Members of the Southern Baptist Convention voted Wednesday to condemn a white nationalist group during their annual convention, but only after fierce backlash following their decision a day earlier not to move forward with a resolution opposing the movement.
The decision was met with a standing ovation as about 5,000 members of the denomination voted to affirm their opposition to the alt-right movement, which seeks a whites-only state. But it was not a decision easily reached.
A group of nearly 200 Democratic lawmakers filed a federal lawsuit challenging profits that President Donald Trump’s global businesses have taken in from foreign entities.
Trump has stepped down from running his $3 billion empire but retained his ownership interests, a decision the lawmakers say in the latest lawsuit violates a clause in the U.S. Constitution that forbids the president from receiving payments or gifts from foreign governments without Congress’s approval.
Known for its oddities and quirks, New Jersey may soon have another: an official state germ.
New Jersey would become only the second state in the country with a state germ. A bill introduced last month in the Legislature would make Streptomyces griseus New Jersey’s official microbe.
A federal judge Wednesday ordered the Trump administration to conduct further environmental reviews of the Dakota Access pipeline but stopped short of halting oil-pumping operations pending further hearings beginning June 21.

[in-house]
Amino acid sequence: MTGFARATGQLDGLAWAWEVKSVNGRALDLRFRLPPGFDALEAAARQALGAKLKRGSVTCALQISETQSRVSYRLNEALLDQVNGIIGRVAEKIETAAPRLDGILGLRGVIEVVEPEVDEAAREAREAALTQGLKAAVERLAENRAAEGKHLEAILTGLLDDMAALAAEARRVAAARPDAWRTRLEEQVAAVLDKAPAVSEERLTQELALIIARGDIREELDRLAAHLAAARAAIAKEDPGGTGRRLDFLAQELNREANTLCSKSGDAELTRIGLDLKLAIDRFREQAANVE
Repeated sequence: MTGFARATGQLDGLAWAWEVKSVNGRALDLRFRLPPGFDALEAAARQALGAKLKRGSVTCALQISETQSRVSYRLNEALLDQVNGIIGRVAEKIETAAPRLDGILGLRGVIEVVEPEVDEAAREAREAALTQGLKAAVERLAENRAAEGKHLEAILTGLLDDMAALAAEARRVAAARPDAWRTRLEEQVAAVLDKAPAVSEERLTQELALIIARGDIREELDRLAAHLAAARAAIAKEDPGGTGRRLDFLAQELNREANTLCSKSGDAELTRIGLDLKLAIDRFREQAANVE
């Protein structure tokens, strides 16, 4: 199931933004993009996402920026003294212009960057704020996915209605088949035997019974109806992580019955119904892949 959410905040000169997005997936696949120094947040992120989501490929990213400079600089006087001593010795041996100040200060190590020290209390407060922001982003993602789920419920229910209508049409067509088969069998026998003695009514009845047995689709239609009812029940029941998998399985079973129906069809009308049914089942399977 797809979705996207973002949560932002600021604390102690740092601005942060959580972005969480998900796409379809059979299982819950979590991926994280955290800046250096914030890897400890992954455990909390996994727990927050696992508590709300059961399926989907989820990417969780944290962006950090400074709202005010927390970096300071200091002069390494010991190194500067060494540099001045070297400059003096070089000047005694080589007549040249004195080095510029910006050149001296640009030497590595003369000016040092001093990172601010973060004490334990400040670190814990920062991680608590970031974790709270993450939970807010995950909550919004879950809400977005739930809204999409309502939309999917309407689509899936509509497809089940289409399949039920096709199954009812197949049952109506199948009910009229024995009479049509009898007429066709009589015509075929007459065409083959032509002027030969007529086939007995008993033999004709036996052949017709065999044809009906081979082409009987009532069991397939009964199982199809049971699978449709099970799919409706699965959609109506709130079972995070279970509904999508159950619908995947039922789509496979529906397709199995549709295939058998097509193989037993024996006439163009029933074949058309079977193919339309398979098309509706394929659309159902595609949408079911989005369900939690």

U.S. District Judge James Boasberg handed a limited victory to Native American tribes in North Dakota that had challenged the administration’s effort to speed the project, and his dense, 91-page opinion directed both sides to appear before him next Wednesday to decide next legal steps.
After a congressman was shot during a congressional baseball practice in Virginia, three Republican lawmakers wrote Gov. Paul LePage asking to carry concealed handguns in the State House.
The requests from Reps. Matthew Harrington of Sanford, Richard Cebra of Naples and Lester Ordway of Standish came after the Wednesday shooting of U.S. House Majority Whip Steve Scalise, R-Louisiana, at a baseball practice in Virginia.
State law and Maine Department of Public Safety rules bar people other than police from carrying weapons on the State House complex, but Cebra’s letter asks LePage to deputize lawmakers who have concealed-handgun permits to allow them to carry. The entrance to the State House is guarded by armed Capitol Police and visitors must go through metal detectors to access the upper floors
Secretary of the Interior Ryan Zinke on Wednesday hinted support for retaining federal control of Maine’s national monument, but did not address whether he would recommend that President Donald Trump rescind its status or make major changes to it.
Zinke did not appear to favor turning the land over to private or state ownership — for which Gov. Paul LePage and U.S. Rep Bruce Poliquin have pressed — saying that he was “not an advocate for the transfer of public lands.”
While jogging on a familiar, overgrown, wooded trail near her home on a recent warm afternoon, Rachel Borch thought to herself. “What a beautiful day.”
Little did she know she was about to be attacked by a rabid raccoon that she would end up killing with her bare hands.